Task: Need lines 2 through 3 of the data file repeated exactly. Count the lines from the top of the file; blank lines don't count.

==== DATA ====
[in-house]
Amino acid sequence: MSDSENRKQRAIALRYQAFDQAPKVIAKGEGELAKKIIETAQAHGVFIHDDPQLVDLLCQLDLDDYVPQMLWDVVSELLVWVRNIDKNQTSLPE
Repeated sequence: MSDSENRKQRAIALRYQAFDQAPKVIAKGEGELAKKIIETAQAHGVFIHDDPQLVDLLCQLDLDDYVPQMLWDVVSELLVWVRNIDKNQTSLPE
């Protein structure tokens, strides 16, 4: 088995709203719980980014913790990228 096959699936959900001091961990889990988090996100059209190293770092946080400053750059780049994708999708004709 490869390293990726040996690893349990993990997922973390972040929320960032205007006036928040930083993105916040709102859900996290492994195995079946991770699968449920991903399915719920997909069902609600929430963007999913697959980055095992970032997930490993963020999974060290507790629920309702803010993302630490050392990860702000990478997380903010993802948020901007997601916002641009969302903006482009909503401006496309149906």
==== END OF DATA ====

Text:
Amino acid sequence: MSDSENRKQRAIALRYQAFDQAPKVIAKGEGELAKKIIETAQAHGVFIHDDPQLVDLLCQLDLDDYVPQMLWDVVSELLVWVRNIDKNQTSLPE
Repeated sequence: MSDSENRKQRAIALRYQAFDQAPKVIAKGEGELAKKIIETAQAHGVFIHDDPQLVDLLCQLDLDDYVPQMLWDVVSELLVWVRNIDKNQTSLPE